Brian De Palma admittedly has been tapping into Alfred Hitchcock since his earliest works going back as far as Murder a la Mod in 1968. However, many other filmmakers have drawn inspiration from or just plain copied the master of suspense over the years including Henri-Georges Clouzot (Diabolique), Jonathan Demme (Last Embrace), Francois Truffaut (Mississippi Mermaid), David Fincher (Panic Room), D.J. Caruso (Disturbia) and Woody Allen (Match Point) just to name a few. It’s difficult to make a suspense film without leaning at least a bit on the master. De Palma’s second foray into Hitchcock’s world came in 1973 with Sisters. After a series of low budget independent films: the previously mentioned Murder a la Mod, The Wedding Party, Greetings and Hi Mom! De Palma signed up with Warner Brothers to make the social satire, Get to Know You Rabbit. Creatively and financially it was a dud. Continue reading
I always have this emotional punch in the gut when I watch Brian DePalma’s Casualties of War. It leaves me drained and brings back memories that are best left forgotten. I was not in the “front lines” in Vietnam but the exposure to war for any nineteen year old, no matter what your situation, leaves disturbing memories and worst for a lifetime. Continue reading
Of all the filmmakers who came to be collectively known in the 1970’s as the movie brats, Brain DePalma was the one who liked to push most the cinematic buttons of both critics and audiences. He delights in making his audience uncomfortable. With a sardonic wit and an ice cold point of view, DePalma has never been a middle of the road filmmaker, critics and audiences either love his work or hate it. He is viewed as either a violent, immoral rip-off artist who hates woman or a visionary artist who flies in the face of conservative thinking enjoying the shock and loathing his films have sometimes unleashed over the years. The more uncomfortable the audience is the better DePalma likes it. Like Alfred Hitchcock, DePalma’s films are planned well in advance with each detail written into the script. What you read is what you get, little changes. Editing is just putting the finished pieces together and not an exploration to potentially discover alternative new themes or ideas during the process.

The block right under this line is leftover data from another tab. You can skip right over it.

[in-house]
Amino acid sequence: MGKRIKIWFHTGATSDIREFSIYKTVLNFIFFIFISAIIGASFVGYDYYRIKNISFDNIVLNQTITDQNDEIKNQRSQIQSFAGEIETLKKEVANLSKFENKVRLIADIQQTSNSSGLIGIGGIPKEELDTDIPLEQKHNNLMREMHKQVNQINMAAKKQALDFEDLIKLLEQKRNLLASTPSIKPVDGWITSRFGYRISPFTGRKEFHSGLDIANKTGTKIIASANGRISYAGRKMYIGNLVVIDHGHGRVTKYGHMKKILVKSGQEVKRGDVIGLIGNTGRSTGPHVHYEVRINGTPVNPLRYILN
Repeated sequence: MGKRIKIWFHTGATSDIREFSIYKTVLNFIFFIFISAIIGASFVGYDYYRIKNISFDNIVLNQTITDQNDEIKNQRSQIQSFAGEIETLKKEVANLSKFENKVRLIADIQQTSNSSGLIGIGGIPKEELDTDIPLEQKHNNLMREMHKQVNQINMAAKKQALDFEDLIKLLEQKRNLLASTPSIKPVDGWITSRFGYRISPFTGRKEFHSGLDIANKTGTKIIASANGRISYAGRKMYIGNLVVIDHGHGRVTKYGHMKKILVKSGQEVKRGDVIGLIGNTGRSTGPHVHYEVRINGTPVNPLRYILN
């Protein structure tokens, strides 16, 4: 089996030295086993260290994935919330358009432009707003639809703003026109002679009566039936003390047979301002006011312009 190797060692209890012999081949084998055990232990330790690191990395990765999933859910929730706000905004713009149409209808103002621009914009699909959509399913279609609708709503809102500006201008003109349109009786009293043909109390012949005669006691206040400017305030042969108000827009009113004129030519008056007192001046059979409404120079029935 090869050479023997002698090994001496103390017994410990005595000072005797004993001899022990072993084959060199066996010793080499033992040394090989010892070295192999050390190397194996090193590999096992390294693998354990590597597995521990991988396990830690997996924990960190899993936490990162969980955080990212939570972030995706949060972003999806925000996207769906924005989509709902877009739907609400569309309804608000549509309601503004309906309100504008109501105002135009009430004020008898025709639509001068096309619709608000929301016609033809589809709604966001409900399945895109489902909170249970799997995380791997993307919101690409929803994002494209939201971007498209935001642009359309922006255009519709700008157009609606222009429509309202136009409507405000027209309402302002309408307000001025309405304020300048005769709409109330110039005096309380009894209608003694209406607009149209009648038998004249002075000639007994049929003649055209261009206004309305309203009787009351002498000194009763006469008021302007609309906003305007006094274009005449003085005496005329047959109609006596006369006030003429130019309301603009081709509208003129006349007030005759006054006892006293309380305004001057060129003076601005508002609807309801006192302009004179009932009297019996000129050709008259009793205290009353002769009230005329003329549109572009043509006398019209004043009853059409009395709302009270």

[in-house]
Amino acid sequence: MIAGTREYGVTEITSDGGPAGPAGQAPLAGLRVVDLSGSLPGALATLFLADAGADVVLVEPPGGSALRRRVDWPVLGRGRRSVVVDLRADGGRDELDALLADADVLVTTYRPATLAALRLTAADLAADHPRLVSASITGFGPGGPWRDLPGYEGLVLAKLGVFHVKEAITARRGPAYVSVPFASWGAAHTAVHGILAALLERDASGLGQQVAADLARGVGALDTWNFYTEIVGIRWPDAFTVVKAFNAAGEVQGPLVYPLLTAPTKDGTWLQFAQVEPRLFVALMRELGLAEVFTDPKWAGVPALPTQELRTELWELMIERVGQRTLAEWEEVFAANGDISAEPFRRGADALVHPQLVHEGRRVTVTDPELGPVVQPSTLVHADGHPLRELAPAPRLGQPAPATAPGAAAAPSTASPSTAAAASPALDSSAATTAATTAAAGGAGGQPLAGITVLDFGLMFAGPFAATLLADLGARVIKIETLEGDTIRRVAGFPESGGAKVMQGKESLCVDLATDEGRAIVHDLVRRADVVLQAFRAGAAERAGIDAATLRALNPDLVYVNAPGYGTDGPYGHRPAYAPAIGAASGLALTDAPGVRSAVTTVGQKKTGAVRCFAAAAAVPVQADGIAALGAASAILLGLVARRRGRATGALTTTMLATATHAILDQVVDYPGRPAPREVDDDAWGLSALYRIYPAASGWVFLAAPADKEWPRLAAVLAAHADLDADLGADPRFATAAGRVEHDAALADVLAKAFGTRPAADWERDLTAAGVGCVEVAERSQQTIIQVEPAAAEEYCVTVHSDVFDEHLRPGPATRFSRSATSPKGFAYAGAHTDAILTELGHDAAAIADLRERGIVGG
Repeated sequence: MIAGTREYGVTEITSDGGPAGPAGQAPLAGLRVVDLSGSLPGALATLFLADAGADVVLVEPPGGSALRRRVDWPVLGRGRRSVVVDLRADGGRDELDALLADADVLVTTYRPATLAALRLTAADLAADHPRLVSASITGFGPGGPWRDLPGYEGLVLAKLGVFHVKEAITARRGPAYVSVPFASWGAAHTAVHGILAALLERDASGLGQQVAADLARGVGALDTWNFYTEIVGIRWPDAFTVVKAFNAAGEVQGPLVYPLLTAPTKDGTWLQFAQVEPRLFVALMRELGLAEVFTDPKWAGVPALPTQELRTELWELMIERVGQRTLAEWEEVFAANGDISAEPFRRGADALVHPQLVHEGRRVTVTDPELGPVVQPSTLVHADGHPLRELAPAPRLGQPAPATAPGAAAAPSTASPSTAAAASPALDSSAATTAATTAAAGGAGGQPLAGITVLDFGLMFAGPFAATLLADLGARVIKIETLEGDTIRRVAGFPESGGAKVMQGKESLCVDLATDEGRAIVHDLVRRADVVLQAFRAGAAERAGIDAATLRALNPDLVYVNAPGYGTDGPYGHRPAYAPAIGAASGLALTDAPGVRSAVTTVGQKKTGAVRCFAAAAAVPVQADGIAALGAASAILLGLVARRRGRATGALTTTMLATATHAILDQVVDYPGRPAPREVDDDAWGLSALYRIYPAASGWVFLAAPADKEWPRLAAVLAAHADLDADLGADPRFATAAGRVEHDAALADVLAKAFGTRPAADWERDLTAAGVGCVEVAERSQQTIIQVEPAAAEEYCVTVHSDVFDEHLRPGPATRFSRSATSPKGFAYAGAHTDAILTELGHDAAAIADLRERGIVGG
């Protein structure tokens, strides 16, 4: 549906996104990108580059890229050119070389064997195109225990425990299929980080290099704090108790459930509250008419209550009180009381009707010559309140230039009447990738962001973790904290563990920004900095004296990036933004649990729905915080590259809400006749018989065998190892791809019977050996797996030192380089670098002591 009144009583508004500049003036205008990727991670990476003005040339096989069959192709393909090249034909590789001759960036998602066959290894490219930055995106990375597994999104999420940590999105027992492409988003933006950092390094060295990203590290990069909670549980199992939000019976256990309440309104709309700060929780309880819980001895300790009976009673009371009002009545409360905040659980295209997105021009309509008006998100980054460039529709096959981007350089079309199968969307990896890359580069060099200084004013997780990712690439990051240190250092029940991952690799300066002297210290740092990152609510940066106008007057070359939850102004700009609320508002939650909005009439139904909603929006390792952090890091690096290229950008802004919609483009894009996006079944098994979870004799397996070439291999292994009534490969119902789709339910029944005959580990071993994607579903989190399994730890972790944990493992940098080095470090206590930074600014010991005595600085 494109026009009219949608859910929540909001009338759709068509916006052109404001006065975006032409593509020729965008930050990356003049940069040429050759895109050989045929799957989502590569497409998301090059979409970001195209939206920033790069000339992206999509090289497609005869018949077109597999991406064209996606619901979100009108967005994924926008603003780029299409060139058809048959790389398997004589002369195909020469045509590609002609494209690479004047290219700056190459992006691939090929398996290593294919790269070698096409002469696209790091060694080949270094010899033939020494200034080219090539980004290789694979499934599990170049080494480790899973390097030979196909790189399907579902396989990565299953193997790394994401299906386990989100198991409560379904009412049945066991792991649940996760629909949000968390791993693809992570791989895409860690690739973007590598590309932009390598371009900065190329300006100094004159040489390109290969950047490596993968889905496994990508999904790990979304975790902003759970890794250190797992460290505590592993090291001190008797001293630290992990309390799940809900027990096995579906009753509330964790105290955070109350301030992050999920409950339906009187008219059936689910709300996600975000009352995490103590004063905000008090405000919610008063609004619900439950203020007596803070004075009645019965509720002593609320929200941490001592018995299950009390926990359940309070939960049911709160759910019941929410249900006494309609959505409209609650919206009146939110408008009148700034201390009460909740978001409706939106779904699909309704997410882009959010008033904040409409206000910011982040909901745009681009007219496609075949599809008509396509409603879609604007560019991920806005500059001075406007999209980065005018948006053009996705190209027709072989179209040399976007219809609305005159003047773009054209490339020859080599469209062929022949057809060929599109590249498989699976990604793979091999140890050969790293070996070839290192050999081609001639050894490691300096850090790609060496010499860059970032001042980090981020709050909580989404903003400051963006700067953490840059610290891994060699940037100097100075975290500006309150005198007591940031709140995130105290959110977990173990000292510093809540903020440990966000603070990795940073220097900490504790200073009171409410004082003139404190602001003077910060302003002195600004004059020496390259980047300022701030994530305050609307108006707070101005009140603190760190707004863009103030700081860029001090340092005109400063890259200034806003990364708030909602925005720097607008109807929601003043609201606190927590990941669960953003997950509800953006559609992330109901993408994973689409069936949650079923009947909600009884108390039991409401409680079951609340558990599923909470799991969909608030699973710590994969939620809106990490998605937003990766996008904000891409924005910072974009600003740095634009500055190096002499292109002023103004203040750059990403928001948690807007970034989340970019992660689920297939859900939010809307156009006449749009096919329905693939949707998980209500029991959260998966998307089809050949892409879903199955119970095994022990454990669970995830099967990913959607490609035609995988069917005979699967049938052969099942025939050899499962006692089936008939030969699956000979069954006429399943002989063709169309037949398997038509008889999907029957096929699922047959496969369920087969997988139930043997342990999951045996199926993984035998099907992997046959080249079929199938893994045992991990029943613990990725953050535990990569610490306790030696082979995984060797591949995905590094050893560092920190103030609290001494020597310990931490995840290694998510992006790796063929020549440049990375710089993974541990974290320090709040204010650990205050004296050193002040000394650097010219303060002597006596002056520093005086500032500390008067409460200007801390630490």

Like Hitchcock, Brian DePalma’s films are a voyeurs’ delight. Examples abound, the slow motion dream like opening shot of the girls’ locker room in “Carrie” or the TV game show called “Peeping Tom” in “Sisters.” In one of his earlier films, “Greetings” Robert DeNiro’s character is a porn filmmaker and in “Body Double,” Craig Wasson’s Jake Scully watches a beautiful, sexy neighbor undress in front of her window. Hitchcock himself gave us “Psycho” where the camera works its way into a hotel room catching Sam Loomis and Marion Crane finishing up a lunch time affair and later just before Norman murders Marion Crane he is seen watching her through a peephole in the motel room next to hers. Hitch also gave us the ultimate voyeur movie with “Rear Window.” Continue reading